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Publisher Description

Oryx and Crake is at once an unforgettable love story and a compelling vision of the future. Snowman, known as Jimmy before mankind was overwhelmed by a plague, is struggling to survive in a world where he may be the last human, and mourning the loss of his best friend, Crake, and the beautiful and elusive Oryx whom they both loved. In search of answers, Snowman embarks on a journey–with the help of the green-eyed Children of Crake–through the lush wilderness that was so recently a great city, until powerful corporations took mankind on an uncontrolled genetic engineering ride. Margaret Atwood projects us into a near future that is both all too familiar and beyond our imagining.

From the Trade Paperback edition.

GENRE
Fiction & Literature
RELEASED
2004
March 30
LANGUAGE
EN
English
LENGTH
400
Pages
PUBLISHER
Knopf Doubleday Publishing Group
SELLER
Penguin Random House LLC
SIZE
7.5
MB

Customer Reviews

SicTransit983 ,

One of the best books I've read

This was an option to read for my highschool AP class. When I read the info about it I was interested in reading this. I was so happy I read it because it was the only book I actually completely read in that class and enjoyed, and that means a lot considering I have A.D.D and can't STAND to read. Easily my favorite book.

Sekhmet Three ,

Oryx and Crake

Unbelievable in it's nerve, riveting and not put downable!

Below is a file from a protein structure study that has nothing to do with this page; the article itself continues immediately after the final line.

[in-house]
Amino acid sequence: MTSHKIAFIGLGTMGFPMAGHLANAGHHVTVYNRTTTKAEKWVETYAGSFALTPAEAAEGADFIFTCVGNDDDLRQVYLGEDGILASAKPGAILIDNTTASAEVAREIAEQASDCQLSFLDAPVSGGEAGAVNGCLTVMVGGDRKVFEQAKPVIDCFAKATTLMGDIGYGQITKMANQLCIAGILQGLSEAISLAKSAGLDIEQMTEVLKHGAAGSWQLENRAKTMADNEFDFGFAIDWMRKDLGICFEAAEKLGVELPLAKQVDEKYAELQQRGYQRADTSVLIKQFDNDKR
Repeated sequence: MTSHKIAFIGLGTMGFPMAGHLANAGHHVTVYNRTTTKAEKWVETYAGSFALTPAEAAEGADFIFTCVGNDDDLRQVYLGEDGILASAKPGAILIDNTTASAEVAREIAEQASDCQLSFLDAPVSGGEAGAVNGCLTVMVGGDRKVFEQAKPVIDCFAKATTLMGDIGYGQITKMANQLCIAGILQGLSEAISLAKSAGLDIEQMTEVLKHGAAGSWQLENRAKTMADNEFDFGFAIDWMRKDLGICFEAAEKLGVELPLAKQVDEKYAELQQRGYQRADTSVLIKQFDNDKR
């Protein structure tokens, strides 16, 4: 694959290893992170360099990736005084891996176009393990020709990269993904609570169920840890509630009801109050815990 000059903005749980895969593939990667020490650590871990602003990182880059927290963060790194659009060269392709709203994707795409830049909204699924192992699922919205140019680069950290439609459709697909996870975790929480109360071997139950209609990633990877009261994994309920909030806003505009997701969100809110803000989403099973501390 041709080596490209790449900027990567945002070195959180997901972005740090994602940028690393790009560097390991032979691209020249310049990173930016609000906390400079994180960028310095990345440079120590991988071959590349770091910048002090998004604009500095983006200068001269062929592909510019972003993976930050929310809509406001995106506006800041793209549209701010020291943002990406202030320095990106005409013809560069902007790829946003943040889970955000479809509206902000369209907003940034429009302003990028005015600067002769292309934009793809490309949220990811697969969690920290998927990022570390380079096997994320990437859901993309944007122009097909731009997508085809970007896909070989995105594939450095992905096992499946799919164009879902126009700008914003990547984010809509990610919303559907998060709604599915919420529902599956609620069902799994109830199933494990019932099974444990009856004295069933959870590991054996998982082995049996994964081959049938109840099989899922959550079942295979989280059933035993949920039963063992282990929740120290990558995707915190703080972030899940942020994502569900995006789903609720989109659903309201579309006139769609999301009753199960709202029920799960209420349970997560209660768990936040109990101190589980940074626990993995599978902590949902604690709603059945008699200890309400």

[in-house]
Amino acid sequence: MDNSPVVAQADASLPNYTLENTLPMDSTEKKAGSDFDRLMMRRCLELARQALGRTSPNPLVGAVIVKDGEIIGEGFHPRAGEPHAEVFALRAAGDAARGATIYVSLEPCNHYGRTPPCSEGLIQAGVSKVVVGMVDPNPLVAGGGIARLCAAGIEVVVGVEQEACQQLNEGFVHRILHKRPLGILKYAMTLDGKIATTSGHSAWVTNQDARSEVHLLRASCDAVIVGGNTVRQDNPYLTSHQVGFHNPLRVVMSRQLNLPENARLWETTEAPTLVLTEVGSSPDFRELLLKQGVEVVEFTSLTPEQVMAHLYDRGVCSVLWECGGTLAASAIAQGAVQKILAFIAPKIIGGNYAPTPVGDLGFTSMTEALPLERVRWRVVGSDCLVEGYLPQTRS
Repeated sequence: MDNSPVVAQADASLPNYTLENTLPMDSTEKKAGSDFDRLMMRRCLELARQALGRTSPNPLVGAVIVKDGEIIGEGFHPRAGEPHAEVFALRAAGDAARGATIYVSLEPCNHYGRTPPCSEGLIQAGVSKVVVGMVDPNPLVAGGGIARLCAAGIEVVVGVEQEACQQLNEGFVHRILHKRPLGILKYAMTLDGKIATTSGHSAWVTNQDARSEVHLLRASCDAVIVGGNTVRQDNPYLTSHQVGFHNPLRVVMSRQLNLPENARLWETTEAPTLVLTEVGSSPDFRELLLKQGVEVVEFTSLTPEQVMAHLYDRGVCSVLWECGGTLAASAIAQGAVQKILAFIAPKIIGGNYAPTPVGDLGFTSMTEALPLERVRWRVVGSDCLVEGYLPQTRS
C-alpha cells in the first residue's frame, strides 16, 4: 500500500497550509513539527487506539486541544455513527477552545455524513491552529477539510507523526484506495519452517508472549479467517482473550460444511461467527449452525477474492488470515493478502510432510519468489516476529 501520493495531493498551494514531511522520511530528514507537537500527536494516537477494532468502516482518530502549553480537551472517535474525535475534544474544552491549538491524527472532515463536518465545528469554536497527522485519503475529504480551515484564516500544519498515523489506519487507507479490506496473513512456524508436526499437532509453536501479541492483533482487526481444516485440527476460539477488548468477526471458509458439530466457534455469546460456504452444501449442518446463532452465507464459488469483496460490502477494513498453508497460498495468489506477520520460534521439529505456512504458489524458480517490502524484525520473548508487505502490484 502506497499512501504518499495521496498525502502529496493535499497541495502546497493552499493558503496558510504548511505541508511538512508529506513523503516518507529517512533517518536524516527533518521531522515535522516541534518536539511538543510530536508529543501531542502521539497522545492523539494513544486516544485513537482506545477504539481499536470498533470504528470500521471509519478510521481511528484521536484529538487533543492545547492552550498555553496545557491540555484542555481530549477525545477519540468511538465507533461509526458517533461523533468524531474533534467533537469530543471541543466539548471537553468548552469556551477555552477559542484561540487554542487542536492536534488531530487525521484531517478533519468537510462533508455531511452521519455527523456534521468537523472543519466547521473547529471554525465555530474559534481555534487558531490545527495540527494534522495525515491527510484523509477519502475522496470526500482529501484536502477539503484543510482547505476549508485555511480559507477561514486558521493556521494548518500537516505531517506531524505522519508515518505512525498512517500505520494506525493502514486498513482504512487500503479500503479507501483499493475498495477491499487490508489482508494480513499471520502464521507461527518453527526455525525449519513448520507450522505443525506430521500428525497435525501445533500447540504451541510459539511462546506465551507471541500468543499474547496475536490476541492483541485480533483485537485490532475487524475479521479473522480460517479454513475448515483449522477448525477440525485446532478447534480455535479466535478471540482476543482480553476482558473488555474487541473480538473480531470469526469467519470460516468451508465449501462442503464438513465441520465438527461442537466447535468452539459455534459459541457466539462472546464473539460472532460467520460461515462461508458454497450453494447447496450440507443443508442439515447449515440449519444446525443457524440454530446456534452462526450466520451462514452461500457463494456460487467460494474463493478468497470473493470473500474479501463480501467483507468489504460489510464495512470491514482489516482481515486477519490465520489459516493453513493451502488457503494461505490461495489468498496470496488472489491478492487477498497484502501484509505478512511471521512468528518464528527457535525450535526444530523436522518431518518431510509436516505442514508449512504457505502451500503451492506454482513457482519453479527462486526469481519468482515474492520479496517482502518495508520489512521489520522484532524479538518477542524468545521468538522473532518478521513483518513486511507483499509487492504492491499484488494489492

I didn't start out to read it....I was planning on Atwood's Maddadam but when I read that Maddadam was third in a trilogy, I semi-grudgingly started with the first in the trilogy. I'm so glad I did.

I have now read all three in record time and they are not even 'my type' of genre. But the writing, fabulous story and lush vocabulary hooked me at once.....and has stayed with me....I don't want to start anything literary yet...I am having trilogy hangover!

JRubino ,

100 Words or Less

Atwood creates complicated worlds. When it works, you don’t even noticing while accepting the future she builds.

But when it doesn’t work, as in this novel, nothing holds together. Sections here are so well done, but the connections to other chapters, to the novel as a whole, are missing. Frankly, I think it’s due to the length. The novel seems half complete, as if large swaths of details have been glossed over.

That’s disappointing. It’s not bad. It’s only half-baked, I think. I suppose that’s a weird review: “I didn’t like it because I wanted more.” But there it is.

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